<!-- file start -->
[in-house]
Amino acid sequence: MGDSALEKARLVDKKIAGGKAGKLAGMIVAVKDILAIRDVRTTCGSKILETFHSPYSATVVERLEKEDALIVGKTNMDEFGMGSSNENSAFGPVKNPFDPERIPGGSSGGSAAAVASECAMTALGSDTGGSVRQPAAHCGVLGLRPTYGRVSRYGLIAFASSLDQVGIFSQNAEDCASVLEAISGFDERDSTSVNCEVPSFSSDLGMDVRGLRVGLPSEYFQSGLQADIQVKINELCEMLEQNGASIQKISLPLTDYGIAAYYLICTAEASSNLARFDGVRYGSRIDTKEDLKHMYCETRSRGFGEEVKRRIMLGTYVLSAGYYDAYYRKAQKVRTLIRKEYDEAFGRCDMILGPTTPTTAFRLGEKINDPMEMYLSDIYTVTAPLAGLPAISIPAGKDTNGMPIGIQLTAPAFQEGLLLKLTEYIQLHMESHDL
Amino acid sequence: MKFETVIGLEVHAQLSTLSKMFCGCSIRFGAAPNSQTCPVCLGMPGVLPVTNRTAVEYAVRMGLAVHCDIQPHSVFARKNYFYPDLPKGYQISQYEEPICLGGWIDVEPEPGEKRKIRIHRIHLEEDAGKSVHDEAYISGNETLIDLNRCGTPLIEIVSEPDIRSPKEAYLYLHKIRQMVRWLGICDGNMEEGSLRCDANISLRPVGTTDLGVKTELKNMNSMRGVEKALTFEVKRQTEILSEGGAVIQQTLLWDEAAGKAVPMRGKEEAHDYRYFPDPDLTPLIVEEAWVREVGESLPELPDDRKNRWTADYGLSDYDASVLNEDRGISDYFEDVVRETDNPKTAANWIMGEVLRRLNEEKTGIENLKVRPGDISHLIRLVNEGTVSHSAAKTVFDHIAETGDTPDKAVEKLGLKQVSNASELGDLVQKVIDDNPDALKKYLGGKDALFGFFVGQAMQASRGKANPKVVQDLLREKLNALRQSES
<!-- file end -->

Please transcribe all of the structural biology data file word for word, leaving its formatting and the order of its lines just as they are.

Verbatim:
[in-house]
Amino acid sequence: MGDSALEKARLVDKKIAGGKAGKLAGMIVAVKDILAIRDVRTTCGSKILETFHSPYSATVVERLEKEDALIVGKTNMDEFGMGSSNENSAFGPVKNPFDPERIPGGSSGGSAAAVASECAMTALGSDTGGSVRQPAAHCGVLGLRPTYGRVSRYGLIAFASSLDQVGIFSQNAEDCASVLEAISGFDERDSTSVNCEVPSFSSDLGMDVRGLRVGLPSEYFQSGLQADIQVKINELCEMLEQNGASIQKISLPLTDYGIAAYYLICTAEASSNLARFDGVRYGSRIDTKEDLKHMYCETRSRGFGEEVKRRIMLGTYVLSAGYYDAYYRKAQKVRTLIRKEYDEAFGRCDMILGPTTPTTAFRLGEKINDPMEMYLSDIYTVTAPLAGLPAISIPAGKDTNGMPIGIQLTAPAFQEGLLLKLTEYIQLHMESHDL
Amino acid sequence: MKFETVIGLEVHAQLSTLSKMFCGCSIRFGAAPNSQTCPVCLGMPGVLPVTNRTAVEYAVRMGLAVHCDIQPHSVFARKNYFYPDLPKGYQISQYEEPICLGGWIDVEPEPGEKRKIRIHRIHLEEDAGKSVHDEAYISGNETLIDLNRCGTPLIEIVSEPDIRSPKEAYLYLHKIRQMVRWLGICDGNMEEGSLRCDANISLRPVGTTDLGVKTELKNMNSMRGVEKALTFEVKRQTEILSEGGAVIQQTLLWDEAAGKAVPMRGKEEAHDYRYFPDPDLTPLIVEEAWVREVGESLPELPDDRKNRWTADYGLSDYDASVLNEDRGISDYFEDVVRETDNPKTAANWIMGEVLRRLNEEKTGIENLKVRPGDISHLIRLVNEGTVSHSAAKTVFDHIAETGDTPDKAVEKLGLKQVSNASELGDLVQKVIDDNPDALKKYLGGKDALFGFFVGQAMQASRGKANPKVVQDLLREKLNALRQSES